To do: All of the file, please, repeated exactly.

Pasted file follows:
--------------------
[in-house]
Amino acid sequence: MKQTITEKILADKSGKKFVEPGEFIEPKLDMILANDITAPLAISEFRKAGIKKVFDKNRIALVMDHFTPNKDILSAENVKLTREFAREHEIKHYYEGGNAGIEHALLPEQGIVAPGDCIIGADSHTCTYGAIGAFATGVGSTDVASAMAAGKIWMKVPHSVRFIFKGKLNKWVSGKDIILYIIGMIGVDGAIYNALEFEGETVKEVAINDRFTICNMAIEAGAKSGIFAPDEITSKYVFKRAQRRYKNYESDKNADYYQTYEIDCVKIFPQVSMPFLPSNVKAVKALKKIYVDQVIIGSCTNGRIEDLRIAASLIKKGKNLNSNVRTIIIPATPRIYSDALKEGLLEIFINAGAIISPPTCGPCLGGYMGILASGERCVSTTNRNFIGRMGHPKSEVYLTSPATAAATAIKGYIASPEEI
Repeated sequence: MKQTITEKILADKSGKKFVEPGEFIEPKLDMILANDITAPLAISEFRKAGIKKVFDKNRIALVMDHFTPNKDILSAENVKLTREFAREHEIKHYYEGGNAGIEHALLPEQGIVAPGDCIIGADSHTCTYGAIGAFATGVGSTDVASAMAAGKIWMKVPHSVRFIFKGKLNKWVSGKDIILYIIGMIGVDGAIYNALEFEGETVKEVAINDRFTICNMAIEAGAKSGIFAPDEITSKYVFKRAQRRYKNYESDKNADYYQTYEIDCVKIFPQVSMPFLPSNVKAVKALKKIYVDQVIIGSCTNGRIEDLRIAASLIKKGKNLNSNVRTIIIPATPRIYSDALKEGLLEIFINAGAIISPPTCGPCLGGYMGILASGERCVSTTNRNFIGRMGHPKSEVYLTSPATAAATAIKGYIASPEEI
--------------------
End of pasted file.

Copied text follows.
[in-house]
Amino acid sequence: MKQTITEKILADKSGKKFVEPGEFIEPKLDMILANDITAPLAISEFRKAGIKKVFDKNRIALVMDHFTPNKDILSAENVKLTREFAREHEIKHYYEGGNAGIEHALLPEQGIVAPGDCIIGADSHTCTYGAIGAFATGVGSTDVASAMAAGKIWMKVPHSVRFIFKGKLNKWVSGKDIILYIIGMIGVDGAIYNALEFEGETVKEVAINDRFTICNMAIEAGAKSGIFAPDEITSKYVFKRAQRRYKNYESDKNADYYQTYEIDCVKIFPQVSMPFLPSNVKAVKALKKIYVDQVIIGSCTNGRIEDLRIAASLIKKGKNLNSNVRTIIIPATPRIYSDALKEGLLEIFINAGAIISPPTCGPCLGGYMGILASGERCVSTTNRNFIGRMGHPKSEVYLTSPATAAATAIKGYIASPEEI
Repeated sequence: MKQTITEKILADKSGKKFVEPGEFIEPKLDMILANDITAPLAISEFRKAGIKKVFDKNRIALVMDHFTPNKDILSAENVKLTREFAREHEIKHYYEGGNAGIEHALLPEQGIVAPGDCIIGADSHTCTYGAIGAFATGVGSTDVASAMAAGKIWMKVPHSVRFIFKGKLNKWVSGKDIILYIIGMIGVDGAIYNALEFEGETVKEVAINDRFTICNMAIEAGAKSGIFAPDEITSKYVFKRAQRRYKNYESDKNADYYQTYEIDCVKIFPQVSMPFLPSNVKAVKALKKIYVDQVIIGSCTNGRIEDLRIAASLIKKGKNLNSNVRTIIIPATPRIYSDALKEGLLEIFINAGAIISPPTCGPCLGGYMGILASGERCVSTTNRNFIGRMGHPKSEVYLTSPATAAATAIKGYIASPEEI